Edison's Conquest of MarsA new serialized feature begins here at Balladeer’s Blog! Plenty of regular readers expressed interest in one of the works of “ancient” science fiction that I touched on awhile back – Edison’s Conquest of Mars by Garrett P Serviss.

That book was the sequel to Serviss’ earlier novel Fighters From Mars (also from 1898) which was, shall we say … reminiscent … of H.G. Wells’ War of the Worlds. Oh, hell, it was basically the same story but was set mostly in Boston, MA. 

Too late Edison learned the awful price to be paid for repeatedly asking if his bikini made him look fat.

Too late Edison learned the awful price to be paid for repeatedly asking if his bikini made him look fat.

Edison’s Conquest of Mars featured the people of Earth reverse- engineering the spacecraft of the defeated Martians. Humanity then constructed a fleet of its own and set off for Mars to kick the Martians’ butts for trying to conquer our planet. 

The lead scientist of the expedition was none other than Thomas Alva Edison himself, accompanied by plenty of other real-life scientists and world leaders. Yes, copyright and personal licensing laws back then weren’t quite what they are today so Garrett P Serviss got away with what amounted to a massive work of fan fiction … if fan fiction was about real-life scientists and political figures. (And no, I’m not counting slash fiction about Stephen Hawking, you perverts.) 

The story began with the revelation that not all of the Martians were dead after all. The most recent spaceship to arrive from the Red Planet sported a crew that was still alive and had not yet been exposed to Earth microbes. The captain of the ship assessed the situation and realized that a hasty retreat back to Mars was called for.  

This final ship was in Boston Common and as a final act of spite against the people of Earth the Martians unleashed a massive explosion to accompany their blast-off. The explosion devastated what was left of Boston and reduced towns for miles around to an equal state of ruin. 

Tens of thousands of people died from that departing act of spite on the part of the Martian invaders. The outrageous blow added to the worldwide anger over the atrocities inflicted on the citizens of the Earth. A certain level of solidarity was felt across the globe and each nation began to help the others in whatever way they could while simultaneously recovering from the damage they themselves had sustained at the hands of the Martians.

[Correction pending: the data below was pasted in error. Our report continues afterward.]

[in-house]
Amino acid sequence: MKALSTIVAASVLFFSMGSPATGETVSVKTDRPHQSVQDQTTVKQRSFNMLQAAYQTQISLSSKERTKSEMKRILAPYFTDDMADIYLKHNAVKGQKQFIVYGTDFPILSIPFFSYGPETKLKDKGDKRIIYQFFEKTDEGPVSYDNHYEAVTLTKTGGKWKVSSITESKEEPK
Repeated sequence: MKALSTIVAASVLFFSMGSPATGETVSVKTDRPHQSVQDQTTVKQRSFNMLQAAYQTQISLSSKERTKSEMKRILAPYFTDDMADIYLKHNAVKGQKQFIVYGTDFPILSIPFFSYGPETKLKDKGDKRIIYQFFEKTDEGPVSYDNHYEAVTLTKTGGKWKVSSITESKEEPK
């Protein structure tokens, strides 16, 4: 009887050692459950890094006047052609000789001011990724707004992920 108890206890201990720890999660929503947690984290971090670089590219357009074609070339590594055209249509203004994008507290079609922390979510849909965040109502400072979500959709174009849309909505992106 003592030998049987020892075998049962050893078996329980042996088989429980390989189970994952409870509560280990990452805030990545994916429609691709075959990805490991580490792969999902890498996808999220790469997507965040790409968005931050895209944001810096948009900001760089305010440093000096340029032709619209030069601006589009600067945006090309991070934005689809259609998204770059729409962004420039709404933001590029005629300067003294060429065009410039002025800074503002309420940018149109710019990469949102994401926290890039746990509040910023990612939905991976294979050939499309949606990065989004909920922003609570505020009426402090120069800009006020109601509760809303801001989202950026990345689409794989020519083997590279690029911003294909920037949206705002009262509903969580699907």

Soon elaborate plans were put into effect to build a larger and grander version of Boston where nothing but ruins now stood. Other nations were making similarly optimistic plans for recovery when astronomers from around the globe unleashed terrifying information. Their observations of the Red Planet made it clear that the Martians were preparing another invasion fleet to attack the Earth again. +++


FOR TEN MORE EXAMPLES OF ANCIENT SCIENCE FICTION CLICK HERE: https://glitternight.com/2014/03/03/ten-neglected-examples-of-ancient-science-fiction/

FOR WASHINGTON IRVING’S 1809 depiction of an invasion from the moon click here: https://glitternight.com/2014/05/05/ancient-science-fiction-the-men-of-the-moon-1809-by-washington-irving/

© Edward Wozniak and Balladeer’s Blog 2015. Unauthorized use and/or duplication of this material without express and written permission from this blog’s author and/or owner is strictly prohibited. Excerpts and links may be used, provided that full and clear credit is given to Edward Wozniak and Balladeer’s Blog with appropriate and specific direction to the original content.    



Filed under Ancient Science Fiction

14 responses to “EDISON’S CONQUEST OF MARS (1898)

  1. Awesome! What a forgotten treasure!

  2. omg what a crazy idea for a novel

  3. Picture Stephen Hawking going into battle! Thats how crazy this is.

  4. Pingback: EDISON’S CONQUEST OF MARS | Balladeer's Blog

  5. Hal

    I respect digging up something this old but it is so unoriginal.

  6. Weird costars for Edison in this story.

  7. Danny-Bob

    Not quite steampunk but close enough.

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